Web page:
Our Purpose and Mission Statement

Working to build God's dream. Help wanted!

We the people of Glen Rhodes United Church, are determined that our life together will be fully inclusive for people of all ages, races, genders, sexual orientations, differing abilities, ethnic origins and economic circumstances. Therefore, we hope that God will work in us so that we will be a sensitive congregation, willing to share our faith and gifts in language and worship, in the life and work of our church and wherever God calls us to do justice in the wider community, with compassion, fun and laughter

Tuesday, 8 October 2013

“Comfort food “Robin Wardlaw October 6, 2013  
 
Creation Time 5, Pentecost 21, Year C
Readings: Lamentations 1:1-6; (Lamentations 3:19–26); Psalm 137; (2 Timothy 1:1-14); Luke 17:5-10

“We are worthless slaves; we have done only what we ought to have done!” That sounds harsh, not exactly comforting. It’s a complicated table, in some ways. It unites us with other Christians around the world. It divides us. It calls us to imagine a life of serving, but someone has to be served, to eat what is served. Today on Worldwide Communion Sunday, we’re thinking about a very large fellowship of people who break bread and remember the new covenant in Christ. Two billion people, roughly, who imagine life in relationship to service. And forgiveness. And on a good day, daring love, that offers affliction to the comfortable and comfort to the afflicted.
Because the weeping didn’t end back in biblical times, as we know all too well. Back then, lonely Jerusalem wept. Now it’s parents in Iraq or northern Nigeria, those affected by narco-terrorism, by random violence, those with personal, private tears. Where is their comfort food? Back then, Jerusalem had been conquered and subdued. Not pretty. Exiles weep. Those left behind weep. They have been dragged to a foreign capital, separated from kin and country. The more things change, the more they stay the same. Tears still flow in conquered cities and refugee camps. When will the table and the loaf replace the bomb and the gun? When will we break bread in the presence of our enemies, not bodies?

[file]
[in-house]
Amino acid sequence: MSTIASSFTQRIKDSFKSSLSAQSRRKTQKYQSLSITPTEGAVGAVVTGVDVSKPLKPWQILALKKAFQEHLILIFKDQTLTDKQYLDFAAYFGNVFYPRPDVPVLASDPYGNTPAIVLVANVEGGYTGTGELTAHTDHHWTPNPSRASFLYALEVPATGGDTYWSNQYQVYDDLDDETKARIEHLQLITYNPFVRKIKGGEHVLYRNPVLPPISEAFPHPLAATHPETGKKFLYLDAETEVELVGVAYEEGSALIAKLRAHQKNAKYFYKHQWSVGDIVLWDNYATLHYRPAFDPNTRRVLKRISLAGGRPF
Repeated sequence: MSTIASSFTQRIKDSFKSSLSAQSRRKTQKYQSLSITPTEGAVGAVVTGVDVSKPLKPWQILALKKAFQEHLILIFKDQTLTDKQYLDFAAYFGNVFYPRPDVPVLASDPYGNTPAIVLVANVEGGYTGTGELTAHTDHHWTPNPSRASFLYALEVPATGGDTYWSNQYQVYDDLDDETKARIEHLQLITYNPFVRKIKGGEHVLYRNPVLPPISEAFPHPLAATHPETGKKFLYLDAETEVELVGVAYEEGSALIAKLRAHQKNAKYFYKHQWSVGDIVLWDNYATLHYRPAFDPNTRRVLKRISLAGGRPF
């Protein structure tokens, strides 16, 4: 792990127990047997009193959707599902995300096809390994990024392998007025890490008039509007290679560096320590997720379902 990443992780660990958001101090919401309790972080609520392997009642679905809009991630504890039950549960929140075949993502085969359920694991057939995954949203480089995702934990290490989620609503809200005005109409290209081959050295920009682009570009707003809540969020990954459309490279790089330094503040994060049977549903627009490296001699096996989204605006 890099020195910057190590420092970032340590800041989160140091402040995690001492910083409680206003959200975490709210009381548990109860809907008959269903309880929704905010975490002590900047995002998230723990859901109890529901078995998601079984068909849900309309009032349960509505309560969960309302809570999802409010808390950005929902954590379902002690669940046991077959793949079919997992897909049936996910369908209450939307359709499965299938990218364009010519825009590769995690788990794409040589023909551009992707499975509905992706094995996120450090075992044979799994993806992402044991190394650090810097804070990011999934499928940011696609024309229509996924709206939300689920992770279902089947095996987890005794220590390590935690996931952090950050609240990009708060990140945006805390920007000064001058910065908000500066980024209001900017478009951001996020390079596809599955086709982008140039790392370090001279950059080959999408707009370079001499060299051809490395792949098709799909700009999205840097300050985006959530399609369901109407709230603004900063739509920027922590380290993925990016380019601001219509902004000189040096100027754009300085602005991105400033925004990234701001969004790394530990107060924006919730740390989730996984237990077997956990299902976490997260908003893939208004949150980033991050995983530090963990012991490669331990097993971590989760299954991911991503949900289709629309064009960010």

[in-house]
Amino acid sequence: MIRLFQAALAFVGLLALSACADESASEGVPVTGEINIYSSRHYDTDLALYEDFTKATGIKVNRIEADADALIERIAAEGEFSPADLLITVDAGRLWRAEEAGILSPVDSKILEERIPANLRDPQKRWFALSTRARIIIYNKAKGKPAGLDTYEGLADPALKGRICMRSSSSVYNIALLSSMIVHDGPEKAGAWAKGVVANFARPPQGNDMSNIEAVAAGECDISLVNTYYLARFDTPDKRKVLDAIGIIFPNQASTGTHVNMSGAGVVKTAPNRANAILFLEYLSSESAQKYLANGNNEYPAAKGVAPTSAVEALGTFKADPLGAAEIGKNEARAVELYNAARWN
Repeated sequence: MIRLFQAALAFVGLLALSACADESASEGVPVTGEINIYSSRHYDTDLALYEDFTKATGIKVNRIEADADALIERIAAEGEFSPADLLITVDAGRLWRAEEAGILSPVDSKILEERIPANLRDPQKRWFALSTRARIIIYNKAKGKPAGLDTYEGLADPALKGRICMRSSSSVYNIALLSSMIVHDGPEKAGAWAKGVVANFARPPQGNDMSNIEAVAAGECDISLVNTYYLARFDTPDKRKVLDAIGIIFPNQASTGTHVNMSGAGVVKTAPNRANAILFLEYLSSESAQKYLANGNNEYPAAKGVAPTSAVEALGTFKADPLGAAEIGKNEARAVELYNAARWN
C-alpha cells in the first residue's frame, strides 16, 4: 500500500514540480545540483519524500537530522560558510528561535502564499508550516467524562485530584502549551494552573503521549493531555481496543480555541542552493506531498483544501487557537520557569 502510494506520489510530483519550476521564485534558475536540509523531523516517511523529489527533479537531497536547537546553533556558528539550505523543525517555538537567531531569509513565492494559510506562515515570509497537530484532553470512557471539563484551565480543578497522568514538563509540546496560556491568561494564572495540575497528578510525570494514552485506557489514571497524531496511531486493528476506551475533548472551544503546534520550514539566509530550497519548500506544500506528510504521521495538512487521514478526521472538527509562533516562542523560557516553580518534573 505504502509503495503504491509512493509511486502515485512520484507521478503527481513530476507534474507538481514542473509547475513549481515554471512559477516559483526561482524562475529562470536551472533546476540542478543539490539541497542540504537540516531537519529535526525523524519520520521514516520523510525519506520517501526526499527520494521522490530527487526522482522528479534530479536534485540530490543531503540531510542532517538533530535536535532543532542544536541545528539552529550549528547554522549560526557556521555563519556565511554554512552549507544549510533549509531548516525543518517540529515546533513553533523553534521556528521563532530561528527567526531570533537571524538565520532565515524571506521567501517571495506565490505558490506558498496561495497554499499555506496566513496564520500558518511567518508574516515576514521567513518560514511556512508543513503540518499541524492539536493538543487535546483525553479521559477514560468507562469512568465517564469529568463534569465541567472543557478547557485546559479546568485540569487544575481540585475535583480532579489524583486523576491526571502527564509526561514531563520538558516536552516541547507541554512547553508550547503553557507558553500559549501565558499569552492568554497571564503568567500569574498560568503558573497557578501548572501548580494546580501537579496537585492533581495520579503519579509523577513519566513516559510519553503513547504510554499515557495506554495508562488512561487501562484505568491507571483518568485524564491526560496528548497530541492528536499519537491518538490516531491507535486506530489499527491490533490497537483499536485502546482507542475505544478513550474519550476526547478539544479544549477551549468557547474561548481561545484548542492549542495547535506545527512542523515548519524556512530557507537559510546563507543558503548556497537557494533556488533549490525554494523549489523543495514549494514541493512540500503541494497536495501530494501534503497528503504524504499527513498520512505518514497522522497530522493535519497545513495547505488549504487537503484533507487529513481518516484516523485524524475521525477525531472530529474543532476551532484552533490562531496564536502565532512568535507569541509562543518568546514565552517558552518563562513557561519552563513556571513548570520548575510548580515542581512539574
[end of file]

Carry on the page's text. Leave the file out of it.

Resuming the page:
Jesus started that holiest of nights with a ceremony celebrating freedom, the Passover meal. Every year Jews remember the miracle of escape from slavery and possession of a land of their own. There is a lamb, bitter herbs, salty water, flat bread, a cup of wine, and questions to children that help everyone review all the elements of the Exodus story. Jesus and his friends ate the meal in a city filled with tension as imperial officials kept a clampdown on any expression of nationalism or insurrection. Then he took bread and made it the symbol of a new covenant, a reinterpretation of the covenant. No killing of an animal, no blood—a non-violent table, the heart of a non-violent faith. His followers soon realized this was a covenant not limited to any one people. Christian commitment to non-violence has been…spotty.
Take this bread and recommit yourself to non-violence. Drink this cup and cherish being able to reconnect with all that is holy in creation by sharing at table with others. Do these things and remember all the other people and groups also committed to peaceful solutions to thorny problems: all the people ministering to those aching, broken, alone, captive, and to the planet itself. All the Christ events, in other words, that circle the earth at any given moment: cups of cold water, visits, food, advocacy, mediation, bandages, negotiation, de-escalation, tears of reconciliation, grace.
Have faith. Even a little is enough. Let this table comfort you, and let it feed your ministry, your passion for a world of peace, your presence as a comfort to others.

 

 

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